One theme of federalism scholarship is that we sometimes need central authority to prevent “a race to the bottom.”  In other words, with respect to certain regulatory topics, a state would be discouraged from acting on its own because business and people would flee to other states.  Of course, some people think that this constraint keeps states from enacting foolish policies, but on some subjects the constraint keeps them from adopting beneficial ones.  Only a national law can accomplish the goal, because moving to another country is harder.

The presidential nomination calendar provides an interesting perspective on this sort of state competition.  There is significant value in being early in the presidential primary season.  Candidates drop lots of money on TV ads and rallies in your state.  Your state’s issues get a lot of attention.  And you have influence over who gets nominated.  Why, then, doesn’t every state try to be Iowa and New Hampshire?  One answer is that Iowa and New Hampshire say that they will always change their election dates to be first, but that would lead to a clear “race to the bottom” without end.  Tradition supplies another reason, but the “tradition” of the Iowa caucuses only goes back to 1976.  No central authority is responsible.  The parties can try to influence the primary calendar, but they cannot compel a state to pick one date over another.  What accounts for the relative stability of the system in the last thirty years?  Perhaps there isn’t as much to the “race to the bottom” theory as one might think.  Or is there a kind of game theory equilibrium at work?

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Putin Gays on the Agenda

When I hear about American supporters the new Russian homophobic legislation (or, for that matter, about President Putin and his aides who initiated such crazy legislation, which prohibits, among other things, even expressing tolerance towards LGBTs), I can’t help but recall a New York Time article from last year titled Homophobic? Maybe You’re Gay, which claimed that there is “empirical evidence of a connection between homophobia and suppressed same-sex desire.”

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Discharge Petitions in the House

I was doing some research the other day and came across some interesting information about the use of discharge petitions in the House of Representatives.  When this rule was created in 1910 (after a revolt of back-benchers against Speaker Joseph Cannon), only 135 members were needed to obtain a petition and move a bill to the floor.  This was far less than half of the total membership, which meant that the minority party could almost always force a vote on legislation.  In the 1930s, the rule was amended to create the present standard that you need a majority of the House to discharge a bill from committee.

Moreover, until the 1990s signatures on a discharge petition were secret until and unless the majority threshold was reached.  That meant that it was easier to buck the party leadership, because the dissenters would be revealed only if they succeeded and only together.  Punishing twenty people is risky for the Speaker.  Punishing a few individuals is not.  In 1993, though, the House changed the rule and required that all discharge petition signatures be public.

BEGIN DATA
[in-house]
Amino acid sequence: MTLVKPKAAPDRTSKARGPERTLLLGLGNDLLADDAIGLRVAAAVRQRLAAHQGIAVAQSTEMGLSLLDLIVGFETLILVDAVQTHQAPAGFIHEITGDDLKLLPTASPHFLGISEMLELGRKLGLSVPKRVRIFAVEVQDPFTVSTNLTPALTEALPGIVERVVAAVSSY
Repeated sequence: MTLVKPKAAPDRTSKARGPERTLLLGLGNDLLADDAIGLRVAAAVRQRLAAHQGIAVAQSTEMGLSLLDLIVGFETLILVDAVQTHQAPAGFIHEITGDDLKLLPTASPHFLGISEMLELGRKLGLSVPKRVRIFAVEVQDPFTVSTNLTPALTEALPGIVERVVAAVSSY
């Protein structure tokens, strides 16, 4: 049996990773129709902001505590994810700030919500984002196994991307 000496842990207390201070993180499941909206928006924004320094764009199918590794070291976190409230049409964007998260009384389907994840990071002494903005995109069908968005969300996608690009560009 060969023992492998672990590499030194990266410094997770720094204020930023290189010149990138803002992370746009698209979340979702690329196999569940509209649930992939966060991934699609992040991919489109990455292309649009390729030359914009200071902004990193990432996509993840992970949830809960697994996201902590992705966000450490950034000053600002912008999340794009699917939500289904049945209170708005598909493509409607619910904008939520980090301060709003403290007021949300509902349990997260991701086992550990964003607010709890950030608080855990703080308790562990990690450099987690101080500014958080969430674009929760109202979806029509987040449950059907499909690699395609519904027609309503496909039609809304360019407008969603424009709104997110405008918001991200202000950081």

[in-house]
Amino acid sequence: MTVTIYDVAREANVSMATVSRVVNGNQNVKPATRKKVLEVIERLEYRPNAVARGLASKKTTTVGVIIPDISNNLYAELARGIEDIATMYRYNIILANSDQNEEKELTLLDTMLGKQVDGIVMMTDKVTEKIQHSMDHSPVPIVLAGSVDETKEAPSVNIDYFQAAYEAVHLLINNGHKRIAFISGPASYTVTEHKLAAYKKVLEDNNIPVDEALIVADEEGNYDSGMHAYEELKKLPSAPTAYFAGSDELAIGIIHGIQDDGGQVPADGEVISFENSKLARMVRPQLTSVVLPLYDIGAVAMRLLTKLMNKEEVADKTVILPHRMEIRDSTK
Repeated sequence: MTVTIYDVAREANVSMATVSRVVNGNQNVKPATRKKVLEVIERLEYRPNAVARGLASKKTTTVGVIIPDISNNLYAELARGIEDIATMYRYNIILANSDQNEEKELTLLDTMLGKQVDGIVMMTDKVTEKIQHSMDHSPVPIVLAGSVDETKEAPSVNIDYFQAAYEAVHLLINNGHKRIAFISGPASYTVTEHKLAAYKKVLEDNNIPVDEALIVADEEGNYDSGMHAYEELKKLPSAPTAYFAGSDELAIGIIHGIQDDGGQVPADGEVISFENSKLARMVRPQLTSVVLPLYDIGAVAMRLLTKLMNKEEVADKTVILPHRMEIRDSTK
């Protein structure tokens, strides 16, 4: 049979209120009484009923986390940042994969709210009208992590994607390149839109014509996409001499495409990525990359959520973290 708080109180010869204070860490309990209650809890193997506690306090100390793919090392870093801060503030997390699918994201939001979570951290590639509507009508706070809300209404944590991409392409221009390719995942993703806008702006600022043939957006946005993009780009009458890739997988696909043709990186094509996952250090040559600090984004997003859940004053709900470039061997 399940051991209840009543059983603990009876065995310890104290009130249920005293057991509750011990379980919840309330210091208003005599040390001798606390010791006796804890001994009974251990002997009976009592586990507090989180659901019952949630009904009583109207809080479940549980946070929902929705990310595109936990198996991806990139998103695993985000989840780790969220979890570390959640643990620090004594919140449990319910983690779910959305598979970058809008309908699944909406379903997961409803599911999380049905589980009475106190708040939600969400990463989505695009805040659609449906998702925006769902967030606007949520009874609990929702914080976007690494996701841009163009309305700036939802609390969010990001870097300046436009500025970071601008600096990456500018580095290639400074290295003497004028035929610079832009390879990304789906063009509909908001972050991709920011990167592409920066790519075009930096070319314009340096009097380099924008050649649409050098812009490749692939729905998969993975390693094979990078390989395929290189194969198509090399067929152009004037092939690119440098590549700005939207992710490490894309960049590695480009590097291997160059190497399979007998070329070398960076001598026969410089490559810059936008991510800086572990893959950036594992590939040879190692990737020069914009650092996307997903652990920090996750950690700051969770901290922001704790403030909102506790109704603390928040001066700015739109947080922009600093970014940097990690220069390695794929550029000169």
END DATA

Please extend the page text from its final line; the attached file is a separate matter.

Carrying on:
In both respects (the number required and transparency), changes to the discharge petition have strengthened the leadership of the majority party.  It is hard to see how this has helped the country.

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Diversity on the Supreme Court

While in recent decades the Court has become more diverse in some areas, such as gender and race, presidents have also appointed Justices with increasingly uniform educational and professional backgrounds. This lack of professional and educational diversity may be sub-optimal. Adrian Vermeule, for example, offers a carefully-reasoned argument for having at least one Justice with training in another discipline (he suggests appointing a Justice with a PhD in economics). At its most extreme, Vermeule’s argument insists that the professionally-diverse Justice have no training in law, to correct for correlated biases held by lawyer Justices.

My research suggests, however, that the extreme step of eliminating formal legal training will introduce a particular bias which some will find objectionable. In the past, Justices who did not attend law school were significantly more politically predictable than Justices who shared the benefit of formal legal education. Today, of course, a president choosing a Justice who did not attend law school would likely select a person who also has expertise in another field. But it is not clear a Justice with an advanced degree in economics or another discipline would exhibit the same political restraint as a Justice who went to law school. It seems more likely that Justices who attend law school will be either better-equipped or more inclined than others to vote independently of their personal political views. This may be reflected in greater levels of judicial restraint, incremental decision-making, and application of doctrines such as stare decisis.